Stimulant Drugs for ADHD
Who Should Not Take a Stimulant Drug?
For someone with ADHD, these medications boost the levels of certain chemicals in the brain. Some examples of these chemicals are dopamine and norepinephrine. They help nerves in the brain talk to one another.
Who Should Not Take Them?
You should not take stimulants if you have:
- Glaucoma (a buildup of pressure in your eyes)
- Severe anxiety, tension, agitation, or nervousness
- Tics (body movements you can’t control that happen over and over)
- Tourette's syndrome, or someone in your family has it
- A history of psychosis or are psychotic
- Taken a type of medication called monoamine oxidase inhibitor within 14 days of when you start taking the stimulant. Examples of this type of medication include phenelzine (Nardil) or tranylcypromine (Parnate).
What Are the Side Effects of Stimulants?
Common side effects include:
- Upset stomach
- Higher blood pressure
These often go away after a few weeks of taking these medicines. That’s because your body can adjust to the medication. But if they don’t get better, let your doctor know.
Other side effects include:
- Less of an appetite
- Weight loss (Sometimes taking your medication after meals can help avoid this. Or you can add high-calorie snacks or shakes to what you eat.)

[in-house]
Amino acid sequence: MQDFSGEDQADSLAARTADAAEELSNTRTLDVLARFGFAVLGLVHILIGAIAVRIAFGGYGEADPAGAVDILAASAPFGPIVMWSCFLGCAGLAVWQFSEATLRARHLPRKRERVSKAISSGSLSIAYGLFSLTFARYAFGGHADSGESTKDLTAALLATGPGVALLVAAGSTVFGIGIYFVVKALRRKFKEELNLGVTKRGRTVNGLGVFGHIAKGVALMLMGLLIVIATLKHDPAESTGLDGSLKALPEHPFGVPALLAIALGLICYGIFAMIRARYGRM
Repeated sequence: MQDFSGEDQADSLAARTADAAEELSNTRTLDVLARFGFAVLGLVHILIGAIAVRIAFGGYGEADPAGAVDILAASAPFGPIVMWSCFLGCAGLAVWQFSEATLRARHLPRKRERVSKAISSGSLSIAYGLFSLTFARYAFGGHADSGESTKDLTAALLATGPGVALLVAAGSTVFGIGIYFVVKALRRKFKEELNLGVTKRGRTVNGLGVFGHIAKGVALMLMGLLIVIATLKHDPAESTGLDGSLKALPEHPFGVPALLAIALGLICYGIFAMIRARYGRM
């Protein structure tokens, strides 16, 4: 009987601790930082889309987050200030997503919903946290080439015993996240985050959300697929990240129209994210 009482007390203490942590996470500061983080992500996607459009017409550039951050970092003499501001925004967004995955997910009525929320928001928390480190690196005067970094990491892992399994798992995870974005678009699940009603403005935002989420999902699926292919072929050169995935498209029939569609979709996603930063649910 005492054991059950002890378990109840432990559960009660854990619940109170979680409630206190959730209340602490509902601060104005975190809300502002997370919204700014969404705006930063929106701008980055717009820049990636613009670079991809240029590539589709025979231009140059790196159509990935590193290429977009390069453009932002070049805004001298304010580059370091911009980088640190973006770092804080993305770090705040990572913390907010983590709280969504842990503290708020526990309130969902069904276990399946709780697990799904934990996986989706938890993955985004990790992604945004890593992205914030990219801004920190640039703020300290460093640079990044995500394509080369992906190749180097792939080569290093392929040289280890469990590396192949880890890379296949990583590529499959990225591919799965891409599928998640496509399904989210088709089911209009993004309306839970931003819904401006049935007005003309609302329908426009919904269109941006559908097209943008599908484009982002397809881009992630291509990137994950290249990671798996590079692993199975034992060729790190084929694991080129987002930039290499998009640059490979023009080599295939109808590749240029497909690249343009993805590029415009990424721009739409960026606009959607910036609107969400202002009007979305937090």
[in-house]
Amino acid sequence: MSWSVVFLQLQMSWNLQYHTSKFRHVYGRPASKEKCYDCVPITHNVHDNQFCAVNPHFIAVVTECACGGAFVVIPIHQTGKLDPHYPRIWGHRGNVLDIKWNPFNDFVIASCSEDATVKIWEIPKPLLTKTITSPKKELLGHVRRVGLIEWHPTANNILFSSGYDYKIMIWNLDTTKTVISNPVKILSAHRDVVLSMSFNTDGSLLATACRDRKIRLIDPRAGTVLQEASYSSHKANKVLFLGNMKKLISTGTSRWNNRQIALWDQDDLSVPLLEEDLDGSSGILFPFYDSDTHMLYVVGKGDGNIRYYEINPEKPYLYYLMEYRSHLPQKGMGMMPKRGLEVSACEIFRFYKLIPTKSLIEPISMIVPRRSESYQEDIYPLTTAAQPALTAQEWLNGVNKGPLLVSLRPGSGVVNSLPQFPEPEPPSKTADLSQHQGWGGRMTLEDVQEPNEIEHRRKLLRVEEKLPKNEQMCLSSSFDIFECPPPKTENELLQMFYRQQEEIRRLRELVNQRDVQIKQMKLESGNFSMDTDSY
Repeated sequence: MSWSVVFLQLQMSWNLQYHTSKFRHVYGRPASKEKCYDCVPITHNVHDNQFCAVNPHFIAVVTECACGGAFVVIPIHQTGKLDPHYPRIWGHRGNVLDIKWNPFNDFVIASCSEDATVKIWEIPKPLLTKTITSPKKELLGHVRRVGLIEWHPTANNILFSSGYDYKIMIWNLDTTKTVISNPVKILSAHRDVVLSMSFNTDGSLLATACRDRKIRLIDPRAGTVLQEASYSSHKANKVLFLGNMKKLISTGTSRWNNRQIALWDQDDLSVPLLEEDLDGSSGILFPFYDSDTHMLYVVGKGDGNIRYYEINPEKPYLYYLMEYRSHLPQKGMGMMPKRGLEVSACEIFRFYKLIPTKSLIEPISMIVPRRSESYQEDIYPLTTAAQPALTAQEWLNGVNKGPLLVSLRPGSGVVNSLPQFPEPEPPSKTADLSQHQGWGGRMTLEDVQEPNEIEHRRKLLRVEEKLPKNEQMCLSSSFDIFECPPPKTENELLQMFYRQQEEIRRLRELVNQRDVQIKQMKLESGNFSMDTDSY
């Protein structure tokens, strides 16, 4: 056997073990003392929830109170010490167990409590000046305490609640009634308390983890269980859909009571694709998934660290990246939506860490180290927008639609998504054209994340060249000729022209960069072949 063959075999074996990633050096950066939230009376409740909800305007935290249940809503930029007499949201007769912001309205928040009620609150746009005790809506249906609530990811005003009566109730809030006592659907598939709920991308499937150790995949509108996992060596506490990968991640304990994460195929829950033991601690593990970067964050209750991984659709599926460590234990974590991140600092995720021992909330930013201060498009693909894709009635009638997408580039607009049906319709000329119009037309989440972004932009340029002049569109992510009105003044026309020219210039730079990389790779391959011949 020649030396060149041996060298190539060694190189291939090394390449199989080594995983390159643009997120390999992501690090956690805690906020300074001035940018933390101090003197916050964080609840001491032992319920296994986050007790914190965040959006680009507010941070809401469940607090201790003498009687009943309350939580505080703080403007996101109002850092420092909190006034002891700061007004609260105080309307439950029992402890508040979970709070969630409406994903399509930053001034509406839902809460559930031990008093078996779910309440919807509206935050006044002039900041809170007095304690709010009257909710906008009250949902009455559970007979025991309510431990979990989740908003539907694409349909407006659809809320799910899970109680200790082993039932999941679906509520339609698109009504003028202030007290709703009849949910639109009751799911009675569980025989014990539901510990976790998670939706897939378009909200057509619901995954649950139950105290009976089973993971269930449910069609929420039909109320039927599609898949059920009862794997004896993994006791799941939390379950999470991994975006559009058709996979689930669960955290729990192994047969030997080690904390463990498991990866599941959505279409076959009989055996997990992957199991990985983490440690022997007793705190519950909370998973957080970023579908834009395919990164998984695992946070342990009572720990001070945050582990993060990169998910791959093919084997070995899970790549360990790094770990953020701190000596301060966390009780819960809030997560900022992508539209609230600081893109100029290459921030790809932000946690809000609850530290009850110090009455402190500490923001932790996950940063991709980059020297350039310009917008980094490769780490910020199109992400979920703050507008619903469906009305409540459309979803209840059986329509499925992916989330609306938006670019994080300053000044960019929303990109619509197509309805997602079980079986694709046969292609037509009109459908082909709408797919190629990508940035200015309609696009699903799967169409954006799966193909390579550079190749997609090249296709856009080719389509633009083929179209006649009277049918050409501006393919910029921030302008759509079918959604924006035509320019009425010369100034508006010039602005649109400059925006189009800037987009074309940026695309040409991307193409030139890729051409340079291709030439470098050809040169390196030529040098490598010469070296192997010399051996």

- Insomnia (you have a hard time sleeping)
The may go away if your doctor changes your dose or if you try a different type of stimulant.
Some kids and teens who take stimulants grow slower than those who don’t. But it doesn’t affect their final height. If your child is taking stimulants, their doctor should keep an eye on their weight and height.
Sometimes stimulants can cause allergic reactions. A skin rash can be one of the signs. In general, it’s best to call your doctor if have any new or unusual symptoms.
Before You Take a Stimulant
When you talk to your doctor, be sure to tell him if you:
- Are nursing, pregnant, or plan to become pregnant
- Take or plan to take any dietary supplements, herbal medicines, or nonprescription medications
- Have any past or present medical problems, including high blood pressure, seizures, heart disease, glaucoma, or liver or kidney disease
- Have a history of drug or alcohol abuse or dependency
- Have had mental health problems, including depression, manic depression, or psychosis